Nose-to-nose with the actors: Spain's micro-theater has global appeal

Mon Sep 12, 2016 7:26am EDT
 
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By Catherine Bennett

MADRID (Reuters) - Six people stand almost shoulder-to-shoulder in a black room - the entire audience for a play unfolding just an arm's length away. With minimal set and a cast of only two, this is theater stripped to its bare bones.

The micro-theater trend has exploded since a first production in a former Madrid brothel in 2009. "Microteatro" is now an established brand, with theaters in 13 cities in Spain and the Americas.

Its success - the venue that originated the format put on its 1,000th show in April - provides a bright spot in Spanish theater which has suffered from cuts in arts funding and a drop in audience spending since an economic crisis.

In the bar at the Madrid venue, 30-year-old theater-goer Maria Renee explained the appeal.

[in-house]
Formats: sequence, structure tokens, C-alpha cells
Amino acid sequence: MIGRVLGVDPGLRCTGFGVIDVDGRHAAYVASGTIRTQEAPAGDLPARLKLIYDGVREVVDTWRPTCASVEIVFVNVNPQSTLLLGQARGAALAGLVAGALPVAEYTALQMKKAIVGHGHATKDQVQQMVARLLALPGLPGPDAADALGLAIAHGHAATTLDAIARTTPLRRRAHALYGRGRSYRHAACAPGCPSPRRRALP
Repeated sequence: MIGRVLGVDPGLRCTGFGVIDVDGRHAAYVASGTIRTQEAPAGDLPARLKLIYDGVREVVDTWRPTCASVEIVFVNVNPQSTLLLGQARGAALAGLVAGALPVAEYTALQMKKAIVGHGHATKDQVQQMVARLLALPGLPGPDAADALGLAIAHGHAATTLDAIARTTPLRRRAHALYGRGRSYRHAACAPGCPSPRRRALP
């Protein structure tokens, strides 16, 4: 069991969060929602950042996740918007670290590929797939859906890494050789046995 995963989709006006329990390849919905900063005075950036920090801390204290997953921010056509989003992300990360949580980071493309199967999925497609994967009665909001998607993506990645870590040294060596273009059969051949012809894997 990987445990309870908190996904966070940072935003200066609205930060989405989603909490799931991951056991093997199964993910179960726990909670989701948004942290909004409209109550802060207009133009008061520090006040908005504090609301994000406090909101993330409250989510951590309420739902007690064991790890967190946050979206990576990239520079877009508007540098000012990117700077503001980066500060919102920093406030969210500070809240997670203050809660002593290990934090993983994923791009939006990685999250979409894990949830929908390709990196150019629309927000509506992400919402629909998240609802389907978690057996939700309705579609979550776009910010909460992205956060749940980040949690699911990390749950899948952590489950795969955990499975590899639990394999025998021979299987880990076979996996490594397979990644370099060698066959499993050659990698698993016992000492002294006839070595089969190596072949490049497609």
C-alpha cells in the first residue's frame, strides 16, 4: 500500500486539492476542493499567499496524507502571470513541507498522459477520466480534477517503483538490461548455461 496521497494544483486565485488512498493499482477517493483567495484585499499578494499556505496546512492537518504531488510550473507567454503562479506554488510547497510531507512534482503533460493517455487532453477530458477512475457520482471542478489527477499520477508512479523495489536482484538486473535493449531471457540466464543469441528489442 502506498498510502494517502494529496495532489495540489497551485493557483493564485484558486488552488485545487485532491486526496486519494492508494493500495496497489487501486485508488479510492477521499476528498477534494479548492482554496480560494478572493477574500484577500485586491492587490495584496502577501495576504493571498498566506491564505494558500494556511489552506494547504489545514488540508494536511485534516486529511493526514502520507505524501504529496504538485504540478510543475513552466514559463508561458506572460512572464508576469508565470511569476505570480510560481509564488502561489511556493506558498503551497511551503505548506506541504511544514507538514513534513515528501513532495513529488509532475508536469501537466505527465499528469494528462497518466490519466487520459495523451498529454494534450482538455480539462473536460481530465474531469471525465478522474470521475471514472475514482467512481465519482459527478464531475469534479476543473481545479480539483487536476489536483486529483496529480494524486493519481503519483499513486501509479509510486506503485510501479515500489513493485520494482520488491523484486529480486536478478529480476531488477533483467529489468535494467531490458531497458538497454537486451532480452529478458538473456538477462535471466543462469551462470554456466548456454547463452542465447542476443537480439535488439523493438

"The good thing is you don't have to plan ahead. You can see one play or five," she said, examining the productions on offer that evening.

Each short play costs only four euros ($4.50) and is repeated up to seven times a night, so spectators can dip in and out of the evening's program.

The format follows a basic idea of three 15s: plays of 15 minutes for around 15 audience members in a 15 square-meter (160 square-foot) space.

In the original production, 13 independent theater groups put on 13 different shows, themed around prostitution, in the rooms of the former brothel where the sex workers used to receive their clients.   Continued...

 
Actors get ready before their performance at Microteatro Por Dinero (Microtheatre for money) in central Madrid, Spain September 2, 2016. Picture taken September 2, 2016. REUTERS/Andrea Comas